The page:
Extent of thermal ablation suffered by model organic microparticles during aerogel capture at hypervelocities

Burchell, Mark J., Foster, Nicholas J., Ormond-Prout, J, Dupin, D, Armes, Steven P. (2009) Extent of thermal ablation suffered by model organic microparticles during aerogel capture at hypervelocities. Meteoritics & Planetary Science, 44 (10). pp. 1407-1419. ISSN 1086-9379. (doi:10.1111/j.1945-5100.2009.tb01182.x) (The full text of this publication is not currently available from this repository. You may be able to access a copy if URLs are provided)

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http://dx.doi.org/10.1111/j.1945-5100.2009.tb01182...

Abstract

New model organic microparticles are used to assess the thermal ablation that occurs during aerogel capture at speeds from 1 to 6 km s(-1). Commercial polystyrene particles (20 mu m diameter) were coated with all ultrathin 20 nm overlayer of an organic conducting polymer, polypyrrole. This overlayer comprises only 0.8% by mass of the projectile but has a very strong Raman signature, hence its survival or destruction is a sensitive measure of the extent of chemical degradation suffered. After aerogel capture, microparticles were located via optical microscopy and their composition was analyzed in situ using Raman microscopy. The ultrathin polypyrrole overlayer survived essentially intact for impacts at similar to 1 km s(-1), but significant surface carbonization was found at 2 km s(-1), and major particle mass loss at >= 3 km s(-1). Particles impacting at similar to 6.1 km s(-1) (the speed at which cometary dust was collected in the NASA Stardust mission) were reduced to approximately half their original diameter during aerogel capture (i.e., a mass loss of 84%). Thus significant thermal ablation occurs at speeds above a few km s(-1). This suggests that during the Stardust mission the thermal history of the terminal dust grains during capture in aerogel may be sufficient to cause significant processing or loss of organic materials. Further, while Raman D and G hands of carbon can be obtained from captured grains, they may well reflect the thermal processing during capture rather than the pre-impact particle's thermal history.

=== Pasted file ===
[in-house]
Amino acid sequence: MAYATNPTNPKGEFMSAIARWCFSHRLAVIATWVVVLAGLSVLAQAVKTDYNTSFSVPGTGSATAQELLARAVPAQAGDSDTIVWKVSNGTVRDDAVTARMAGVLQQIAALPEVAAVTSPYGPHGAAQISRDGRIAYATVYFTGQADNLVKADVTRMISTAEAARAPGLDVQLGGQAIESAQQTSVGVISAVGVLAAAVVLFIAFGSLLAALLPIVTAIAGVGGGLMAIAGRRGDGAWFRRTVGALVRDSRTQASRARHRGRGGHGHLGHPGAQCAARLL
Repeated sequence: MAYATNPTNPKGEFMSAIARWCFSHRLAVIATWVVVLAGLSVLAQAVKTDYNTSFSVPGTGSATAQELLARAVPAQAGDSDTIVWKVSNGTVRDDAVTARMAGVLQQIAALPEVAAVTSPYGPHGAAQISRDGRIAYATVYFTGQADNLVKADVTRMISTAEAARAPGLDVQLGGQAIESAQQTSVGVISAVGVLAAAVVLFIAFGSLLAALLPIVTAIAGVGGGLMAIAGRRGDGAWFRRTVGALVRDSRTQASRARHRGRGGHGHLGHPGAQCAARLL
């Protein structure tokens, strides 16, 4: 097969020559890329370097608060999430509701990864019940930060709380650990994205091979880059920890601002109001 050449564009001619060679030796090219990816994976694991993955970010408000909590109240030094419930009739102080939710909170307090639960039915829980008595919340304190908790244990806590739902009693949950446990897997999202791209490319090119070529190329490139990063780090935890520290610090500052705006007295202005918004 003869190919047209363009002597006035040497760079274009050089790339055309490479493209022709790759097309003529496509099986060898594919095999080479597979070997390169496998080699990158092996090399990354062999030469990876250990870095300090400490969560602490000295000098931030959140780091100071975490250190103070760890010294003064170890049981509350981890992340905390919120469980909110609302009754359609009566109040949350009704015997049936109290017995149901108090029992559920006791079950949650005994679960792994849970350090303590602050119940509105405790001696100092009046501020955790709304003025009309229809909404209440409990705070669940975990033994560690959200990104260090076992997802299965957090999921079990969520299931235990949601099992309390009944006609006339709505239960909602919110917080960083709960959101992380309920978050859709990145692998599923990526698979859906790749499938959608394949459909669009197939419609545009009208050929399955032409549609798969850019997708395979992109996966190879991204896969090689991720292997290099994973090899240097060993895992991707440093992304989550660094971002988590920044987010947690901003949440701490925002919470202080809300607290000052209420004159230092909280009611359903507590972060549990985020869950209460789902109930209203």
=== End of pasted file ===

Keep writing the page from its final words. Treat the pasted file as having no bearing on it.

Item Type: Article
DOI/Identification number: 10.1111/j.1945-5100.2009.tb01182.x
Uncontrolled keywords: COATED POLYSTYRENE LATEXES; ENHANCED RAMAN-SCATTERING; COMET 81P/WILD-2; SURFACE CHARACTERIZATION; STARDUST SPACECRAFT; POLYPYRROLE; PARTICLES; IMPACTS; PROJECTILES; COLLECTION
Subjects: Q Science > QB Astronomy
Q Science > QD Chemistry
Divisions: Faculties > Sciences > School of Physical Sciences
Faculties > Sciences > School of Physical Sciences > Centre for Astrophysics and Planetary Sciences
Depositing User: Mark Burchell
Date Deposited: 06 Dec 2013 15:50 UTC
Last Modified: 29 May 2019 11:35 UTC
Resource URI: https://kar.kent.ac.uk/id/eprint/37249 (The current URI for this page, for reference purposes)
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